A year ago I had packed my bags for Nepal on a trekking expedition in the Himalayas. I trained three months for the gruelling climb, sweating at gym, losing all the belly fat and packing on muscle and stamina, pumping the body with proteins, acclimatizing my lungs with reduced oxygen intake.
Upon reaching Nepal and getting my first glimpse of the majestic Himalayas, I hauled my 40 litre backpack and began my ascent. Six hours into the trek, my body told me something curious – ‘lol bro, tumse na ho payega’. Those three months of training hadn’t been enough. I was on the verge of tears, straining under the backpack’s weight, with a severely bruised ego.
But then I looked up towards a snowy peak, and somehow the desire to reach there outweighed my ego. For the next seven days, I slogged, groaned, gritted my teeth, crawled, and even sobbed a few times, but when I reached the destination, the view made it all worth it. Why did I do this trek? The answer is foggy – I just had to get to the top, I wanted to do it.
Everest, the new film from Icelandic filmmaker Baltasar Kormakur captures this need for a human being to scale an impossibly high mountain, for no clear reason but a simple want to do it. What is life, if you don’t achieve something extraordinary? Your existence is meaningless if you don’t go to a place on Earth where almost nobody has ventured to. It doesn’t even matter if life relinquishes you, because doing something so extraordinary, against all odds adds more meaning to your existence than anything you’d do back home at work.
Director Kormakur delivers this message with a stellar cast but albeit with very little room to make it more impactful. Because of which, Everest feels half an hour too short – all of the runtime is dedicated to the action spectacle and dizzying shots of the perils of climbing the highest mountain in the world. The character development takes a back seat, even though there are so many characters in the film.
In 1996 Rob Hall Kiwi (Clarke) leads a commercial expedition that ferries people to the top of the Everest. We follow his group (Josh Brolin, John Hawkes, Sam Worthington, Clive Standen, Chike Chan and others) through Nepal towards the base camp, and their fateful encounter with a monstrous storm. Things go horribly wrong, and the film flits between the expedition members struggling to stay alive in the storm, and the base camp members (Emily Watson) trying to radio them. The film being based on a true story renders heartbreak, and it’s scary to think that the bodies of some of those people are still up on the Everest, preserved intact by the snow.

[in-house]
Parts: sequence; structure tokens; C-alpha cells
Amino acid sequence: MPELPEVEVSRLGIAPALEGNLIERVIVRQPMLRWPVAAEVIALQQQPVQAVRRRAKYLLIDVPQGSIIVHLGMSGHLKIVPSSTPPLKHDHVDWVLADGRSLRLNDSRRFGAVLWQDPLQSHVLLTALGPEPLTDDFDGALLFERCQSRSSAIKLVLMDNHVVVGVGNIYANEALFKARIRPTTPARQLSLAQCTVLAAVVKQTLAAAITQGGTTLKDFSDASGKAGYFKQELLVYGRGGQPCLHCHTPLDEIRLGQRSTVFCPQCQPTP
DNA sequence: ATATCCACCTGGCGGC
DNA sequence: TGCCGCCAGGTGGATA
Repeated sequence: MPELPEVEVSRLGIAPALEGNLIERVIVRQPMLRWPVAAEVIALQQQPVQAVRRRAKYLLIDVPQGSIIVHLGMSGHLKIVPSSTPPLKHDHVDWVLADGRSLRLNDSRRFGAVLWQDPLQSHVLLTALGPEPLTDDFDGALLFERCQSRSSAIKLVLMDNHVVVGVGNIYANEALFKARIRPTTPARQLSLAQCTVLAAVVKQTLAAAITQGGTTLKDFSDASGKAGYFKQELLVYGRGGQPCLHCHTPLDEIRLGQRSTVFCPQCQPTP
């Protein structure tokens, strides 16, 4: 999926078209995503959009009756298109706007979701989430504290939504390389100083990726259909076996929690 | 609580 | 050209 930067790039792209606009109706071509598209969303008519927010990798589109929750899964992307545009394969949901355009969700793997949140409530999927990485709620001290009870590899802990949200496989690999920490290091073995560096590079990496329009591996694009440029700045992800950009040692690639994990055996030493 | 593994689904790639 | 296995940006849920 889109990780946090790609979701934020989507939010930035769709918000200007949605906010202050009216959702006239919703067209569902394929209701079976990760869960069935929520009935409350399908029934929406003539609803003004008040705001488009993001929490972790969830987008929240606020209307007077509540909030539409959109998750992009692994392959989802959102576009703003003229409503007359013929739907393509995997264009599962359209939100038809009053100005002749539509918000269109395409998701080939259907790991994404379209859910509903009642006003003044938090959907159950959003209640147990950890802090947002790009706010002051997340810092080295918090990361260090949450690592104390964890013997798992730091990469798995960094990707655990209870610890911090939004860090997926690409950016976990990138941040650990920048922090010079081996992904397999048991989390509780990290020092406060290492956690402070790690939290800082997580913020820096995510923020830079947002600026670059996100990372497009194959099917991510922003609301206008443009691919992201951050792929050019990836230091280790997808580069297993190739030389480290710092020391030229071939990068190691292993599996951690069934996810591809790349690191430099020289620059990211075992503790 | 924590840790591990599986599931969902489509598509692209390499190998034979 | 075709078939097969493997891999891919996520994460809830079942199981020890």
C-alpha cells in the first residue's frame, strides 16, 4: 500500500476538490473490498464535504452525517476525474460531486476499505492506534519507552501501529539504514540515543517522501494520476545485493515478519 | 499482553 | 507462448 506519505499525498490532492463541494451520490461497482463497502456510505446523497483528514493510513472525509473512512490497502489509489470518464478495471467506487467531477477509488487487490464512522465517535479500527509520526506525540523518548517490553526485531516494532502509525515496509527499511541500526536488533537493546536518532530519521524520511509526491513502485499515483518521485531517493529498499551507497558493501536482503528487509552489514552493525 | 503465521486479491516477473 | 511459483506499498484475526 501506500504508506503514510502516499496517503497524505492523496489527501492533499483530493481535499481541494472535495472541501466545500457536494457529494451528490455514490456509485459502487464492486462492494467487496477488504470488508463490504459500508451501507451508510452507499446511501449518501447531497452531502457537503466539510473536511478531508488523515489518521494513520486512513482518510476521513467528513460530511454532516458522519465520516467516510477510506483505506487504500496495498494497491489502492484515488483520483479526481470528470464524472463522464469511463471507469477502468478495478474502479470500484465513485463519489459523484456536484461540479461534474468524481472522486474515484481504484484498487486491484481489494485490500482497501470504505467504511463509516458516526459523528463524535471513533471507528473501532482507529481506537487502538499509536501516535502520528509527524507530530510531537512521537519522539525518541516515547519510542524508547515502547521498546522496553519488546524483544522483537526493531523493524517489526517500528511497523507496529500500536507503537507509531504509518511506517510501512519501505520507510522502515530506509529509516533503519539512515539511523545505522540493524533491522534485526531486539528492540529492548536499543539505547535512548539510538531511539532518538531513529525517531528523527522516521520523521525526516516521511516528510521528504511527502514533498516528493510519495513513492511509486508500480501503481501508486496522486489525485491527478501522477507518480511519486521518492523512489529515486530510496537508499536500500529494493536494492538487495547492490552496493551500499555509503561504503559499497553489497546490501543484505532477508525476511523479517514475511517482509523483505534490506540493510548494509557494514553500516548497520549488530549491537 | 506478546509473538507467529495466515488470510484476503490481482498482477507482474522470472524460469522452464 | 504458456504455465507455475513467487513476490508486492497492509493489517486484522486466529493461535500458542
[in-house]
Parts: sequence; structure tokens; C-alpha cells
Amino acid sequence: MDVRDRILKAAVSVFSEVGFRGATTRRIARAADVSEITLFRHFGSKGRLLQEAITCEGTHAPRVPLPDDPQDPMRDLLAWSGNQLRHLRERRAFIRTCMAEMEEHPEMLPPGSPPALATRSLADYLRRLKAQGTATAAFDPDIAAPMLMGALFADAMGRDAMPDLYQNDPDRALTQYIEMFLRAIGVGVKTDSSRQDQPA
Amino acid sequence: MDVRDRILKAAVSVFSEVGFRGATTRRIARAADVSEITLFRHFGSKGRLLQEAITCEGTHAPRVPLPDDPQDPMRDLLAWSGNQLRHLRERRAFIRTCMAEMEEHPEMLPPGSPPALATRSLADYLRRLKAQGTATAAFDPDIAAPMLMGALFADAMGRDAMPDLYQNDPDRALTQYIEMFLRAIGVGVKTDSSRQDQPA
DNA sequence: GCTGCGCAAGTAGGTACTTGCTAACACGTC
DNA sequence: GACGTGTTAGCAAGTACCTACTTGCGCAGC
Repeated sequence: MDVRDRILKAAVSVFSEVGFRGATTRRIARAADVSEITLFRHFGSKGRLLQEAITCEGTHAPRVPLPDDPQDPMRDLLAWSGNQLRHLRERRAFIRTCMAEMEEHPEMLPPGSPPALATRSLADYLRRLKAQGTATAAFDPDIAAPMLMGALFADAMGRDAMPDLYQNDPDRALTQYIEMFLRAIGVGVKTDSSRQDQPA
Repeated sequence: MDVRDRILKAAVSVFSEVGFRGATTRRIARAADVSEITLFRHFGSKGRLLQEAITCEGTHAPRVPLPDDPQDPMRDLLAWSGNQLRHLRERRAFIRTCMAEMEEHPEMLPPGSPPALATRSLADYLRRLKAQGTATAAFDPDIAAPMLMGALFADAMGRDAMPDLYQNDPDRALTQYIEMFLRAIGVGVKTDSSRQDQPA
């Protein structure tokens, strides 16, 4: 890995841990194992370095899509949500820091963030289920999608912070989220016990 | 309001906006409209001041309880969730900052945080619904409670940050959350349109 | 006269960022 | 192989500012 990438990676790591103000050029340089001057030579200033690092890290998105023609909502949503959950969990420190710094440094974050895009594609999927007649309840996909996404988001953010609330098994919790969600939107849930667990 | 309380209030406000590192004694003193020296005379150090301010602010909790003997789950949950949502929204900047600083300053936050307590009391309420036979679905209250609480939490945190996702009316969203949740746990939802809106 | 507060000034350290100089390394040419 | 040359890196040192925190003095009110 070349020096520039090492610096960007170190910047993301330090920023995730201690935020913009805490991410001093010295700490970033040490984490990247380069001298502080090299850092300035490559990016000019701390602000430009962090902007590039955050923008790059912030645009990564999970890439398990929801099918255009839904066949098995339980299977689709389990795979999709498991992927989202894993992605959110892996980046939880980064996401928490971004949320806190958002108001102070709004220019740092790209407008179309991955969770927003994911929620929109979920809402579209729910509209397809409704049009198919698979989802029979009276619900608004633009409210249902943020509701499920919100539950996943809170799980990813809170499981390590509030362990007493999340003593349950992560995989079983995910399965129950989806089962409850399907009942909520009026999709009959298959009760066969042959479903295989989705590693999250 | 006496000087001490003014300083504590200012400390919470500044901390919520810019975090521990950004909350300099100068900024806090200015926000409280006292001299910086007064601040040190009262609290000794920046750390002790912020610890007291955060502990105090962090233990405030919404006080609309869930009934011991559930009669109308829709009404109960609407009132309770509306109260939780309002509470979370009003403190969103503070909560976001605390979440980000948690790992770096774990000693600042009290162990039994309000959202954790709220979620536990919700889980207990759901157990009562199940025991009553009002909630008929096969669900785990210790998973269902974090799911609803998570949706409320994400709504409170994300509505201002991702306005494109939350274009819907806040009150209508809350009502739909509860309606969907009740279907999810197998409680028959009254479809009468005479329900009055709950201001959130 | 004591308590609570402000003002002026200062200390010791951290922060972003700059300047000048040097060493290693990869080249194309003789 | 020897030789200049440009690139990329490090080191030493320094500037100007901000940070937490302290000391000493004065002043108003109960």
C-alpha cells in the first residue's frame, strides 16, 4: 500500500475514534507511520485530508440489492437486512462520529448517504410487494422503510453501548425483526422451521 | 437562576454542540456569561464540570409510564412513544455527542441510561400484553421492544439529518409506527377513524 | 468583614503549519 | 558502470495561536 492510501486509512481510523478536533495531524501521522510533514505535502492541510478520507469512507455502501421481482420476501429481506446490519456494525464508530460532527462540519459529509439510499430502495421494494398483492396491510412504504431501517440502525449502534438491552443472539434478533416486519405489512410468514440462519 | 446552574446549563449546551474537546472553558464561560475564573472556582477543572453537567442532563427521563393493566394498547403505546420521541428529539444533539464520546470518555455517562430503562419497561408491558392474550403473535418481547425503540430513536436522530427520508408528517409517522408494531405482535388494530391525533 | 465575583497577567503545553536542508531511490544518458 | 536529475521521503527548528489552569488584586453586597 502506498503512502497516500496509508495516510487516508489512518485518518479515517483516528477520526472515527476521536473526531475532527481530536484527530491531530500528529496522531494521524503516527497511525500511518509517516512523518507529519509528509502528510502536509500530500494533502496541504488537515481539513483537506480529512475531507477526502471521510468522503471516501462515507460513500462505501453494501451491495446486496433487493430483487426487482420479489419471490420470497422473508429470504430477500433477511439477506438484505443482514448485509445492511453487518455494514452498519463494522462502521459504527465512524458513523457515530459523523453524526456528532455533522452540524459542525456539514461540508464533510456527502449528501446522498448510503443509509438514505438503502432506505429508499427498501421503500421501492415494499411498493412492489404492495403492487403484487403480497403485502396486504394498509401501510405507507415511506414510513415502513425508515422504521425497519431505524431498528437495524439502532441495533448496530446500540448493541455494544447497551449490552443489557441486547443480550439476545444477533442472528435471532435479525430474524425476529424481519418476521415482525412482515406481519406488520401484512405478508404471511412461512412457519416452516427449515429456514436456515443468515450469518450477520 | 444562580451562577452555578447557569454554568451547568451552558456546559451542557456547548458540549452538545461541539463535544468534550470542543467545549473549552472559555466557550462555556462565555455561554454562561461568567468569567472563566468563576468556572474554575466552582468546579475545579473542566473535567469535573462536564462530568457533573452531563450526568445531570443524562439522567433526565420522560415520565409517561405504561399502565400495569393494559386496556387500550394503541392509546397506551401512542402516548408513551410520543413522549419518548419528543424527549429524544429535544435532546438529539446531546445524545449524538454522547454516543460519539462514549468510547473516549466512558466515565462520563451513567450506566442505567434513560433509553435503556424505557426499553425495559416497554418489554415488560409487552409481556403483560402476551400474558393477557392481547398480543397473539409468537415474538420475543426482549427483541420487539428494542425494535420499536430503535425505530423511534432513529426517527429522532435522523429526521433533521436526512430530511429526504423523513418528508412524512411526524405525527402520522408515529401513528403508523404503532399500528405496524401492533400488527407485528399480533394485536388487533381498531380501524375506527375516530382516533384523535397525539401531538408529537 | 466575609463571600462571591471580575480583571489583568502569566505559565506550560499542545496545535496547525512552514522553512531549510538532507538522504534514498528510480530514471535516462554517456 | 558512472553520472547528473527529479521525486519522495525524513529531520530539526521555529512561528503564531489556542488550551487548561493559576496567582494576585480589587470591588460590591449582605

The action spectacle is severely jaw dropping on a giant IMAX screen, because it doesn’t follow the disaster movie formula. These people aren’t cartoonish action heroes dodging avalanches like Stallone (Cliffhanger) or Chris O Donnell (Vertical Limit). They’re like you and me, consumed by the idea to reach the unknown and barely moving a finger when the snow swallows them. One of the characters jumps off to his death, not only to save the another guy harnessed to his rope, but also because he has reached the Everest peak and has realized that he has seen everything in life – it’s chilling. One interesting scene has a character posing the quintessential question – why are they climbing the Everest, which leads to the same aforementioned foggy answers.
It becomes unfortunate that we never learn much about the characters in the film. The final frame shows photographs of the people on whom the people in the film are based on, but we never know who is who – because such little time is spent on character development. Even Jake Gyllenhaal shows up at bits and spurts to add more star power to the film than drama. Kormakur makes an unfortunate decision to get the audience to identify the characters by making them constantly pull off their masks to mouth dialogue. Someone in a storm on the Everest taking off their mask transcends stupidity and also instant frostbite. It remains to be seen if Kormakur bowed down to the studio’s decision to trim things down to just the ‘action bits’, because his excellent 2012 film The Deep was more about a character who survived an epic death defying real life journey, than the journey itself.
There isn’t a single line of corny dialogue, which is a far cry from blockbuster Hollywood. The acting is universally excellent, with Clarke continuing to impress with his range and a New Zealand twang that never feels out of place. Brolin goes against his type in a role that isn’t very heroic – one scene has him screaming in fear while dangling from a flimsy ladder that connects two cliffs.
It speaks volumes that climbing the Everest has now become increasingly easy and popular for rich folks to follow their whims and fancies. You don’t need to get into the existentialist consequences of that to appreciate this film though. If anything, it’ll only make you pack your bags and head out to Nepal, but with a gentle reminder to train harder at the gym.